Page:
If you're more concerned about looted storefronts than the brutal loss of life that spurred these protests, please re-evaluate.

By Jacqueline Schneider
Advertisement

Peaceful demonstrations all over the U.S. honoring George Floyd and demanding justice for his murder have descended into chaos, as police officers shot teargas and rubber bullets, and drove cars into crowds of protesters. What first looked like any other Black Lives Matter march — an emotional rally against racism and brutality — became violent; protestors were corralled onto New York’s Manhattan bridge and held hostage there for an hour; stores were looted as piles of bricks mysteriously appeared on street corners. 

While the protests are a reaction to inequities built into the fabric of America, reinforced by white privilege and compounded by a deadly pandemic that has taken over 100,000 American lives (disproportionately Black ones), much of the mainstream media coverage of it centers on the loss of property not the loss of Black lives.

Black Americans make up 13% of the population and are three times more likely to be killed by police than white Americans. And yet, many observers of this moment are focused on the stolen Chanel bags, or the handful of people making off with surfboards in Soho.

A screenshot of a Philadelphia Inquirer cover with the headline "Buildings Matter Too" is quickly going viral on Twitter, for literally putting property on the same tier as people — at a time when we are trying to talk about the pain experienced by a people who were, let's not forget, once treated as property in this country in the first place.

“If you felt unease watching a Target get looted, try to imagine how it must feel for Black Americans to watch themselves being looted every single day,” Trevor Noah, host of The Daily Show, wrote on Instagram. “Police are looting Black bodies.”

New York City, May 31, 2020.
Steven Irby

From Los Angeles to New York, many storefronts have been affected by vandalism, and despite what concerned citizens seem to think, the brand’s actual owners are saying, more or less, that's actually fine. “A life cannot be replaced,” Marc Jacobs wrote in an Instagram post in response to vandalism at his Los Angeles boutique that found his name crossed out and replaced with Sandra Bland and George Floyd – two Black lives lost to police brutality. In other words, his silver signage can be replaced, and is immeasurably less valuable anyway.

The shadow of the coronavirus pandemic has created a strain on small businesses and the general public. With over 20% percent of Americans unemployed, everyone is facing the economic burden of a global health crisis. The difference, however, is that businesses have insurance to replace their windows and merchandise whereas human life cannot be replaced. Vandalism and looted storefronts are unfortunate and unproductive for the community they serve, however inconsequential compared to the loss faced by Black Americans for the past 400 years. Thankfully, some leaders in the fashion community are speaking out to make clear that they are not more worried about a busted-out window than the people in their communities who are hurting.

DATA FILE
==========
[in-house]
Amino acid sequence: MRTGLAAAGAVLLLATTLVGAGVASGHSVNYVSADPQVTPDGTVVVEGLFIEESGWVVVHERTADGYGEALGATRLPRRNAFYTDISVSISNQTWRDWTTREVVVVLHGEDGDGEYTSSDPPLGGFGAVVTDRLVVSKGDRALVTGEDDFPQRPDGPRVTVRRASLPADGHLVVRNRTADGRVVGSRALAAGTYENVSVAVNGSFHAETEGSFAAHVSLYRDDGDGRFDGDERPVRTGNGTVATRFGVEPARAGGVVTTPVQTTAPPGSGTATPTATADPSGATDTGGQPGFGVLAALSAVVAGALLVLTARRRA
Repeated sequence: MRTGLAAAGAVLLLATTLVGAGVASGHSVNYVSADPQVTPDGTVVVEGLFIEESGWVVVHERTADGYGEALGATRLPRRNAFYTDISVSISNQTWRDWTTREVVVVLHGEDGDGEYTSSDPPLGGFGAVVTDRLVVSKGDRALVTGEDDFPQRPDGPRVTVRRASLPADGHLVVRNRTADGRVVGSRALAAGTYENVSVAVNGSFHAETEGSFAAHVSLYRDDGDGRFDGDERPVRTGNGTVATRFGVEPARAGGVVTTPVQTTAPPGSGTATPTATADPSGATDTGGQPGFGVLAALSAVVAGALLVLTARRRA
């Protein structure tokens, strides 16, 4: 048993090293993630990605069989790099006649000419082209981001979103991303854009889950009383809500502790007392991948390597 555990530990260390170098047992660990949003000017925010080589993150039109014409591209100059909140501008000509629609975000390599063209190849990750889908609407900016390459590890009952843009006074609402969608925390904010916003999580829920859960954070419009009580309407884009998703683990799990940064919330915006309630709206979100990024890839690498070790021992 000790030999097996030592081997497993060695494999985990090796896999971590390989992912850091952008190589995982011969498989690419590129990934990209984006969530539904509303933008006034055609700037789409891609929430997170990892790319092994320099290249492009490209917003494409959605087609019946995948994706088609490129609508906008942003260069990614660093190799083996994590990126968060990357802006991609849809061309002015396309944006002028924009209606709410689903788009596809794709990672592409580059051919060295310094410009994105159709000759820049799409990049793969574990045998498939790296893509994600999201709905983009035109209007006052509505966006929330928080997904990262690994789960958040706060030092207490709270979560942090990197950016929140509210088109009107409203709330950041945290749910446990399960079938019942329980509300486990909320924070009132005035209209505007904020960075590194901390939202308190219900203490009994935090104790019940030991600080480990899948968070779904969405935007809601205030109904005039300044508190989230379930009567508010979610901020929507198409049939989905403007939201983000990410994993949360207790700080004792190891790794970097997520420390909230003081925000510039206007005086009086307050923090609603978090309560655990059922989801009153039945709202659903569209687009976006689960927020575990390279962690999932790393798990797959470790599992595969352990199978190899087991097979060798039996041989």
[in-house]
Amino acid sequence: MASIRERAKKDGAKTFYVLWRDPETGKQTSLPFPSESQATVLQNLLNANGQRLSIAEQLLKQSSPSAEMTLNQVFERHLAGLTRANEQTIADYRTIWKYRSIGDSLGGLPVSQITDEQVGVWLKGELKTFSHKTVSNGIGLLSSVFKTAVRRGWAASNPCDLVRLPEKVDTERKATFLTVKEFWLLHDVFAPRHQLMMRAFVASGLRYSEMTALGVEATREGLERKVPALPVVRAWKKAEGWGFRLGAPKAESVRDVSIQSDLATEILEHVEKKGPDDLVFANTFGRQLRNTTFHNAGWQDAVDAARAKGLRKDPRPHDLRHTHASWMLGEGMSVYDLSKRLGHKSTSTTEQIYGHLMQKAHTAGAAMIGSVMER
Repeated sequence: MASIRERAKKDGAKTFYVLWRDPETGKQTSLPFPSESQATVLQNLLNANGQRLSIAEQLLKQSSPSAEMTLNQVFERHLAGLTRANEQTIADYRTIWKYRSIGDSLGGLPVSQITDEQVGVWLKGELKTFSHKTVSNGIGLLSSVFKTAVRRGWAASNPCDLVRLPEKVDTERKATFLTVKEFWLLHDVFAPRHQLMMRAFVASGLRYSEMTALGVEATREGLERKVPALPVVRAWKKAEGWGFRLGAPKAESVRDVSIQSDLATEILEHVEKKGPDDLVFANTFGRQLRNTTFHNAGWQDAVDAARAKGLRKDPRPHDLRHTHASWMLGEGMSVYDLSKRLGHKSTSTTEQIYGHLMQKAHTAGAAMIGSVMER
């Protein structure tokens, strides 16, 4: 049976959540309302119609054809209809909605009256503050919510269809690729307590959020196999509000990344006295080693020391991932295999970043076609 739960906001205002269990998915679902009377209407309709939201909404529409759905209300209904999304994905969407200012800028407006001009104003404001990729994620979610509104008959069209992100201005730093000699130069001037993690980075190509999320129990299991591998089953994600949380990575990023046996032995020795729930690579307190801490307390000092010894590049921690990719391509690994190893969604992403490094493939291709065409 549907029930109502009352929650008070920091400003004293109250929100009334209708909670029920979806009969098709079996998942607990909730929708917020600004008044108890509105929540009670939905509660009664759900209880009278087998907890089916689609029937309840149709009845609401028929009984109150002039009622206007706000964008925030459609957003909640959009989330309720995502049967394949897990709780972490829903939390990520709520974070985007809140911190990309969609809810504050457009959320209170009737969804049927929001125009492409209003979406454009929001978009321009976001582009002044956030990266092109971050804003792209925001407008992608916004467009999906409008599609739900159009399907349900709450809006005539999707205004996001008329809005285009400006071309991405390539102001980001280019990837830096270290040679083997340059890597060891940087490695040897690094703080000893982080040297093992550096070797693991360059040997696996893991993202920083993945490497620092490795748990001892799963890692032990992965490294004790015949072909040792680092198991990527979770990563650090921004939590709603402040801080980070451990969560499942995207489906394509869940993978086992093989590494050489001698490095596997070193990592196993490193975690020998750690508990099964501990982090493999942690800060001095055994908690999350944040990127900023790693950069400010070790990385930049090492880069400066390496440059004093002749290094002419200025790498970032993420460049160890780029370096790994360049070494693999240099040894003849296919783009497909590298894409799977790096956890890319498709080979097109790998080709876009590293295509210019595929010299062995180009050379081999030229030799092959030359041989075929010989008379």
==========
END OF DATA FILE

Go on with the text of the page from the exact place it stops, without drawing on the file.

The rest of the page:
Los Angeles, June 2, 2020.
Liz Barclay

Jide Zeitlin, CEO of Tapestry, the holding company of Coach, posted on LinkedIn, “Together, we stand with my fellow Black employees, customers, partners and the Black community as a whole. The time is now for meaningful action and we are in the process of partnering with a number of social justice, legal, and corporate entities to formulate a longer-term plan for addressing systemic inequality.” 

After donating $5 million to COVID-19 efforts in March, Rihanna stepped up again to show solidarity for Black lives by halting production and profits of her three Fenty brands for #BlackoutTuesday on June 2. Immediately following that announcement, Rihanna encouraged her 83 million Instagram followers to vote as a form of protest: “Stop believing that your vote and voice don’t matter! This the illest way to protest...vote for the change you want!!!”

The idea of the “right way” to protest is controversial and while the resounding majority believe that non-violent methods are the most powerful and effective, unfortunately, American culture places more value on corporate interests and belongings than it does basic humanity — and it can take forceful methods to communicate just how wrong that is.

It is still unclear exactly who is doing the looting – though looters do represent a very small percentage of protest attendees — and many speculate that groups outside of city hot spots, people who aren’t part of the protests or have a vested interest in Black lives are seizing the opportunity to loot, as well as doing so to seed civil unrest. Importantly, it doesn't really matter “who done it” if we are more outraged by the way people are protesting than WHY they are protesting. As a reminder why: It’s because 90% of killings by police from 2013-2019 have not resulted in charges against an officer. We must reevaluate our priorities and values. 

Kerby Jean-Raymond, fashion designer behind Pyer Moss, says fashion must be held accountable to go beyond the aesthetic of inclusion, and to say point blank that the loss of profit is not as important as loss of life. Calling out companies who’ve posted black-out squares on Tuesday, or other performative allyship, he wrote on Twitter, “Not one of these companies have committed to any action, just a bunch of bullshit ‘we’re with u’ posts. Commit to no longer working with the police. Commit to lending your in-house legal teams to reform these laws that cost us Black lives,” he wrote. And that goes for shoppers, too.